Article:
Wednesday, 30 May 2012

Planting the Planter

Over the last few days I've managed to get Bee's planter finished by layering it with a waterproof material to stop the wood from rotting, I got to use an electric staple gun and it was lots of fun! I was really pleased with the final results. I've been collecting small flowers and sprouting veg, along with a couple of seed packets and this morning we've spent some time in the garden planting them all!

As I've mentioned in previous posts, Bee is very reluctant with texture or anything outside of her comfort zone. The idea of the planter was to challenge some of Bee's phobias and we'd been building up to it over a few days. We talked about doing some digging in the garden and planting flowers, spent some time getting used to the planter and (Bee's favourite) shopping for plants and a little garden tool set! I hoped that spending some time preparing Bee would make that final step of actually getting out there and digging in real soil much easier.

So this morning, armed with the tools and all our plants & seeds we headed into the garden to fill up the planter!
 

Bee was a little apprehensive at first, we've never done gardening and soil is a new texture. It helped that she was very excited about her new tools and was able to join in with the digging initially without actually having to touch the soil, it was a nice compromise.

We started with the plants rather than the seeds, something large and easy to manipulate for Bee. We had some kind of flowery plant, a grass (good for sensory touching), a strawberry plant plus some tomato and pepper plants. Bee loved digging the holes although I struggled to ger her to focus on one hole long enough to dig it deep enough, she liked to just use her trowel all over the place!

Once the plants were in we moved on to seeds. I chose pea and carrot seeds as those are something Bee enjoys eating so it was easier to get her engaged with something she liked. We talked about how the seeds would grow into plants and produce carrots and peas for her to eat. I don't think she entirely took in what I was saying but she was very excited about the pea seeds and dropping them in the hole.

As the exercise wore on I started to notice that Bee was so engrossed in the digging that she'd got compost on her hands. I encouraged her to use her fingers a little more in the digging, which she did, albeit a little reluctantly. Mainly she was happy just to use her trowel, although she did become a little more confident in knowingly touching the soil.

And so: ta-da!

The big empty space is full of pea seeds so hopefully we'll get at least a few pods out of it for Bee to experience growing and eating her own vegtables.

Overall the experience went much better than I'd anticipated. I think maybe I underestimate Bee sometimes. She's always handled most things with aplomb and her occassional sensory meltdowns mean that sometimes I assume she won't like or tolerate something before actually giving her the chance to show me whether she does or doesn't like it. One thing this little exercise has taught me is that my girl is brave and constantly surprises me with how wonderful she is.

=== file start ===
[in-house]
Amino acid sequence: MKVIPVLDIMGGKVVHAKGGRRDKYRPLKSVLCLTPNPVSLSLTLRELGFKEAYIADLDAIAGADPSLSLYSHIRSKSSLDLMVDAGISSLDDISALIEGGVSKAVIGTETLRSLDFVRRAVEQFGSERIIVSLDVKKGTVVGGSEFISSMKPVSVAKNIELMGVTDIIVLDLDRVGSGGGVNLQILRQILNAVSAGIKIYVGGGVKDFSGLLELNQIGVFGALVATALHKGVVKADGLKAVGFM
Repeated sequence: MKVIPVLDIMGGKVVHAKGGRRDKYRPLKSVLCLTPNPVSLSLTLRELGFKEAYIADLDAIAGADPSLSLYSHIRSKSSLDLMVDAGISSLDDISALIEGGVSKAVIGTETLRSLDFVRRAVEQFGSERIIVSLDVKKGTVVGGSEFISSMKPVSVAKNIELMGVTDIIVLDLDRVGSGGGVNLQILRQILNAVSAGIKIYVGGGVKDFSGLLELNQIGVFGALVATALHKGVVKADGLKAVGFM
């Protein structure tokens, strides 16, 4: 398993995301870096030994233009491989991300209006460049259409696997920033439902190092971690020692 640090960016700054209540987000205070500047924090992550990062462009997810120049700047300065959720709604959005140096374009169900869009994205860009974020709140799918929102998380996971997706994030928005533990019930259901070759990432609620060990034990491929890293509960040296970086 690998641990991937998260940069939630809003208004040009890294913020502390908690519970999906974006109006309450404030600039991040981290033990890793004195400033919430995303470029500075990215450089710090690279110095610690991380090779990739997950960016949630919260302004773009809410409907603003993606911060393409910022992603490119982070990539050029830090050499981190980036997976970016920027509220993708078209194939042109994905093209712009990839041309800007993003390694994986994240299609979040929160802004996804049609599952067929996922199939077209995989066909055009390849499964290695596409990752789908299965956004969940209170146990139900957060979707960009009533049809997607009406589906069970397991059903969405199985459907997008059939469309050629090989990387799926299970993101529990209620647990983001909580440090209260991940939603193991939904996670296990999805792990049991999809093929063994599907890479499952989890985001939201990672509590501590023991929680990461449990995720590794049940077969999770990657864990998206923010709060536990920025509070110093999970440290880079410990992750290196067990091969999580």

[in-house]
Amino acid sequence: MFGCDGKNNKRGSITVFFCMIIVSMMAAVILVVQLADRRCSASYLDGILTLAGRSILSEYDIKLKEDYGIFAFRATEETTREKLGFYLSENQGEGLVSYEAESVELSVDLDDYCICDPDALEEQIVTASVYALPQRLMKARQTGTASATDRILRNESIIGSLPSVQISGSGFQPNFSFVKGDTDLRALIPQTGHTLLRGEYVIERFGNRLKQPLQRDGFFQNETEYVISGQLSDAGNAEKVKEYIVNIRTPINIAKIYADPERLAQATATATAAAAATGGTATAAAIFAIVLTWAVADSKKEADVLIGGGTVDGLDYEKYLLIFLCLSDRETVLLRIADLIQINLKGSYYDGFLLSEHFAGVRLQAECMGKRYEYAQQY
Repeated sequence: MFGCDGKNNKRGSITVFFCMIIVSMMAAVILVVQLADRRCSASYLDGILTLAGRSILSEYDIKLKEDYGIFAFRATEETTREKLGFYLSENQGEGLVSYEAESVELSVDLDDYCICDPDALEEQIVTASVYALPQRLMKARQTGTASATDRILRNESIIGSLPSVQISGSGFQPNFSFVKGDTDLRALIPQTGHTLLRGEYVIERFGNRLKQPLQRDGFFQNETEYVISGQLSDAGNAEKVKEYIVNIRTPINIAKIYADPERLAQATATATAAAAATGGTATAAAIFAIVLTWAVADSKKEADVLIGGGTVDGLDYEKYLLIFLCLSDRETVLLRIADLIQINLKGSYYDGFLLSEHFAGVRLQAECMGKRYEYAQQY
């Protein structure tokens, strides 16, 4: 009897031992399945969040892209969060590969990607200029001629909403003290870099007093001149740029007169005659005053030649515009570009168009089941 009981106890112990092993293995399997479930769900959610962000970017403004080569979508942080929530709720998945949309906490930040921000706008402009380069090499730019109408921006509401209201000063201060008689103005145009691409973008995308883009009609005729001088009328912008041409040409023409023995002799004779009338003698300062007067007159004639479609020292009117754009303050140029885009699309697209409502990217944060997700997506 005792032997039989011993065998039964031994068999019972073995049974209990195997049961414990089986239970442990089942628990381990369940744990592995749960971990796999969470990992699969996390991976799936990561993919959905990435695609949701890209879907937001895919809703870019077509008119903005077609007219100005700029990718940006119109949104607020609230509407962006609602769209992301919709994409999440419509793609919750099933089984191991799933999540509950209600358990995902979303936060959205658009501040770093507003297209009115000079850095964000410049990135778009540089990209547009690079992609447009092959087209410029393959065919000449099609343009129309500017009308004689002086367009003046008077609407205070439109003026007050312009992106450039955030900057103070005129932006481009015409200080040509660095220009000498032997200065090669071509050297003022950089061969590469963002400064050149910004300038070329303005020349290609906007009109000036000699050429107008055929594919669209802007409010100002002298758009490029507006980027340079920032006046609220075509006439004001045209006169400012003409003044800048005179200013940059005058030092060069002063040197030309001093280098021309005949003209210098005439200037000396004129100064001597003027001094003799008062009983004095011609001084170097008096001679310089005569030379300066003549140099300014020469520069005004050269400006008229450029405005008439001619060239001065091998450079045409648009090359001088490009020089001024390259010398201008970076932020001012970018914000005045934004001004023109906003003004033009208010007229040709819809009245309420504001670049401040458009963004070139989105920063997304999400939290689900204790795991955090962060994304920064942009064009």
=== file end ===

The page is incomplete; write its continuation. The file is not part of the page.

4 comments:

Amy said...

I got to your lovely blog using the 'next blog' tab from my own blog. Have really enjoyed reading about Bee and everything she and you have overcome. She is a beautiful little girl and obviously very loved. I live in Manchester and have Ella who is 18 months and has Down's Syndrome. There is a lot you have written that I can identify with so thank you for sharing. I look forward to more of Bee's adventures and cant wait for her to sample the carrots and peas she has just planted. Kind Regards, Amy

Cath said...

Hi Amy, thank you so much for your lovely comments and taking the time to read my blog. You're not far from us, we're only in Warrington and all my family live in Manchester! :)
Kabuki Syndrome has a lot of similar symptoms as Down's Syndrome and I've actually gained a lot of useful tips and information from reading information designed for parents of children with DS. Unfortunately there's not much dedicated stuff out there for parents of children with KS.
Thank you again for your lovely comments and I'm so glad you enjoyed reading :)
Cath x

Cath said...

Amy I've just realised that you've said you write your own blog, is it a public one? Do you keep it about Ella? x

Amy said...

Hi Cath - sorry for the delay just moved and have no internet at home (or hot water or heating but thats another story!). Yes, the blog is public, about Ella and you can view it at http://adifferentview-amy.blogspot.co.uk/

If I can ever be any help with any info please ask - the DS community is well informed and if I dont know the answer then someone will! Just a shame there is little info about Kabuki syndrome for you.
Take care xx